Domenico Ghirlandaio was one of the most popular artists in fifteenth-century Florence. He worked in a variety of media, including panel paintings, wall murals, mosaic, and manuscript illumination, and his workshop - to which Michelangelo was apprenticed - was highly influential. This beautiful book offers a radically new interpretation of Ghirlandaioas life and work, viewing him primarily as an artisan active within the craft traditions, guild structure, and workshop organizations of his day. Jean K. Cadogan argues that Ghirlandaio was a pivotal figure in the transformation of the artist from medieval artisan to Renaissance genius. She traces his gradual social elevation, which reflected the increasing respect with which he was treated by his patrons. And she notes that the changes in the way he and other artists were viewed created a milieu that encouraged innovation in technique, style, and content, qualities that were vividly displayed in Ghirlandaioas work. Cadogan explains how his working method, his pragmatic, artisan approach to technique, the organization and functioning of his workshop, and his relations with his patrons affected the works of art Ghirlandaio produced. Her text is complemented by a catalogue raisonnAc of Ghirlandaioas works in all media as well as an appendix of documents useful for scholars.Domenico. instead, turns to face the spectator, his gaze intent, his left hand on his hip, his right resting on his chest. ... The hand resting on the breast is one familiar from images of adoration, for example the young woman at the right in ... if done in a mirror as Vasari says, it would be his left), might remind the spectator of the artists manual skill, or even his creativity, ... parity would presumably extend to the results of such a gift, as stated by Giovanni Tornabuoni in the original contract foranbsp;...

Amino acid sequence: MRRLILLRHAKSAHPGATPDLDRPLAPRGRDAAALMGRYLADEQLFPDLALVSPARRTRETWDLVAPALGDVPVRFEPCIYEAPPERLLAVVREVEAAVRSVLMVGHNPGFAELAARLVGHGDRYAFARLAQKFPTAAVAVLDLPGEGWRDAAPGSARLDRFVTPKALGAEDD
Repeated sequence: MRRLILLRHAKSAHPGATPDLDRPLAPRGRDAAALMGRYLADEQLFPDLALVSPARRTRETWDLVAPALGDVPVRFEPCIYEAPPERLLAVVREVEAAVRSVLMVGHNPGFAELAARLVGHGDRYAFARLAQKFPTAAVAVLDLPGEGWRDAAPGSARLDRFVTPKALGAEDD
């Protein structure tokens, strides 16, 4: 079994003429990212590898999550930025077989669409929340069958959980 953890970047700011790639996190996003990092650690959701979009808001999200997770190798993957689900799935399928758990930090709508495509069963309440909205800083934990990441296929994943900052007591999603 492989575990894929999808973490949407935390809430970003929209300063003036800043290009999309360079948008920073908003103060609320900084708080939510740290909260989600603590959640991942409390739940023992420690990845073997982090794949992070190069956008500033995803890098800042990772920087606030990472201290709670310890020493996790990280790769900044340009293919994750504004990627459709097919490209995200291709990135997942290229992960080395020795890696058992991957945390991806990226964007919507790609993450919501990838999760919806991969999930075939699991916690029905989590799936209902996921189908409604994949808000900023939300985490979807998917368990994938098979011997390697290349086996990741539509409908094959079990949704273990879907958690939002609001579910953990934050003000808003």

|Author||:||Jeanne K. Cadogan, Domenico Ghirlandaio|
|Publisher||:||Yale University Press - 2000|